A five stop, portative organ by Taylor & Boody of Staunton, Virginia. It has a transposable keyboard, in which A can be played at either 415 or 440, the former for early music repertoires. In the rear balcony there is a two manual, 27 rank Casavant Frères pipe organ, which was not used in this service. Except for a couple of psalm tones during the Lauds part of the service, most of the service was sung a cappella.
Did anything distract you?
The congregation were encouraged to sing the psalms to the psalm tones provided in the service leaflet. A gentleman seated not far from me seemed not to understand the notation.
Was the worship stiff-upper-lip, happy clappy, or what?
Tenebrae, strictly speaking, is the combined morning offices of matins and lauds, anticipated and prayed the evening before Maundy Thursday, Good Friday, and Holy Saturday. A special feature of the service is the gradual extinguishing of fourteen candles, signifying the disciples’ abandonment of Jesus. After all candles but one are extinguished, the last candle is removed from the sanctuary until the strepitus – a loud noise recalling the earthquake at the crucifixion – brings the final candle back, signifying Christ, the light of the world that cannot be extinguished. St Clement's has adopted an abbreviated form of Tenebrae, with a sampling of the psalms, readings, canticles, versicles and responses from the entire service, plus Pietro Yon’s Christus factus est and the famous Allegri Miserere. The candles were placed in front of the altar, and the congregation were invited to make the most of the strepitus by rapping on the pews until the Christ Candle returned. Music was a mix of congregational singing and choral offerings (the latter largely in Latin, the former entirely in English). The verses of the psalms were sung alternating between the two sides of the transept.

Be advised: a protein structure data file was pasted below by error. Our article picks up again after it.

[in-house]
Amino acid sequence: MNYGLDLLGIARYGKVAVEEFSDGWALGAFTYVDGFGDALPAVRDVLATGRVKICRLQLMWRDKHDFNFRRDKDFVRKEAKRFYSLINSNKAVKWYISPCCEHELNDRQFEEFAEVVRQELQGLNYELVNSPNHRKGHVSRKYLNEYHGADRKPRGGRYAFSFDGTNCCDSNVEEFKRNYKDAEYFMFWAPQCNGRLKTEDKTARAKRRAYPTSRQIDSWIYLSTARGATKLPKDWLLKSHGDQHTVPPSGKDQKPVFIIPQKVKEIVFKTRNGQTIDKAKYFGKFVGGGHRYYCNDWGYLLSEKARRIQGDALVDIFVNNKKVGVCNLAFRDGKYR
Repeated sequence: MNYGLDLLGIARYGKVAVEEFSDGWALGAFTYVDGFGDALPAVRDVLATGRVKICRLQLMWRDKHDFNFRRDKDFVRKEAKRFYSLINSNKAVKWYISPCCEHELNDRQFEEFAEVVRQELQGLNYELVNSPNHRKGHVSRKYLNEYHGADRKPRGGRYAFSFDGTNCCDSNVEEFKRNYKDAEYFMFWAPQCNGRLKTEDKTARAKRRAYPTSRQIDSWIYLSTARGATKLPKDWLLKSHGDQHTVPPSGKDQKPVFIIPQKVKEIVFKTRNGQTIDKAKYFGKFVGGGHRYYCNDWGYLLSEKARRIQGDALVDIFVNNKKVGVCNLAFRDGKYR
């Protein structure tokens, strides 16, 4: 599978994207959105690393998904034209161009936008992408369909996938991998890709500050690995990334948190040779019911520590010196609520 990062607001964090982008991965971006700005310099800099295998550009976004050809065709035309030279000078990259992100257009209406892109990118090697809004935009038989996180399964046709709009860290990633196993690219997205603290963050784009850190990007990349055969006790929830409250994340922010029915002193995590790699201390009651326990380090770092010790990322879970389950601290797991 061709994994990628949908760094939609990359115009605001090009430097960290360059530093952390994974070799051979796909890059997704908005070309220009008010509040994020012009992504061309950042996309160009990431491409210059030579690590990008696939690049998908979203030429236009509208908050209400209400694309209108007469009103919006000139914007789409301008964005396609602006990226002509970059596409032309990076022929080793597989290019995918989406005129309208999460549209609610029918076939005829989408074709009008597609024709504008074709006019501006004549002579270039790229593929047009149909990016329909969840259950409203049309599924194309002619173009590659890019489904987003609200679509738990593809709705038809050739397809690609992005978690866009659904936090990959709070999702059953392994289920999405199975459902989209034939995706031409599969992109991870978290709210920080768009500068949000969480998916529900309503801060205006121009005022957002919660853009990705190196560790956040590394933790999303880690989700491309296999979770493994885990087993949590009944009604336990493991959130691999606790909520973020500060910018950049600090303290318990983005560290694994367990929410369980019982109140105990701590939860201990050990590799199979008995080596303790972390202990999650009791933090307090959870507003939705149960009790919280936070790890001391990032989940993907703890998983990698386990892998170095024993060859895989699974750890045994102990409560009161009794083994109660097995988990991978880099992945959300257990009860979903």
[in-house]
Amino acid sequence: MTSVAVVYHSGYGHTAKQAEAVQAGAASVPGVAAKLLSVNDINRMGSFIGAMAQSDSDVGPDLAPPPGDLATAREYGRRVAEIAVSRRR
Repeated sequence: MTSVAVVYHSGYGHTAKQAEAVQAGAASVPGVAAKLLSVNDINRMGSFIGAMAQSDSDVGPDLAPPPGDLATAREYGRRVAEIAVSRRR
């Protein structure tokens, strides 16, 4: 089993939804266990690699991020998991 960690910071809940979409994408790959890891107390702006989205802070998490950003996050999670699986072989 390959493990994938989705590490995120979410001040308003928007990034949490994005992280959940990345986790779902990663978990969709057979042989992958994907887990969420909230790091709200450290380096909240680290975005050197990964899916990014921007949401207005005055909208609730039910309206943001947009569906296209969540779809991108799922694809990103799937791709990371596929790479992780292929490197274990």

Exactly how long was the sermon?
Which part of the service was like being in heaven?
The wonderful singing (and there was a lot of it) of the choir.
And which part was like being in... er... the other place?
Despite the remarkable job of adaptation, the service leaflet did have some glitches. Psalm 22 as chanted by the choir was missing verses 22-24 in the leaflet. The flex, sometimes a part of the first half of the psalm tones used for the psalms, was in the leaflet, but I suspect most members of the congregation didn’t notice it, as it was printed following the second half of the psalm tone. And the pointing for Psalm 63 in Lauds was absent for the second half of verse 7. But by and large, a complex liturgy was well supported by the printed materials we were given.
What happened when you hung around after the service looking lost?
We were asked to leave in silence.
How would you describe the after-service coffee?
There was none.
How would you feel about making another visit (where 10 = ecstatic, 0 = terminal)?
10 — I have visited St Clement's on a couple of previous occasions, and make a point of attending there when in Chicago. The space, the music, the liturgy, are all beautiful.
Did the service make you feel glad to be a Christian?
What one thing will you remember about all this in seven days' time ?
The remarkable way that this parish has adapted the traditional Tenebrae service for a parish setting.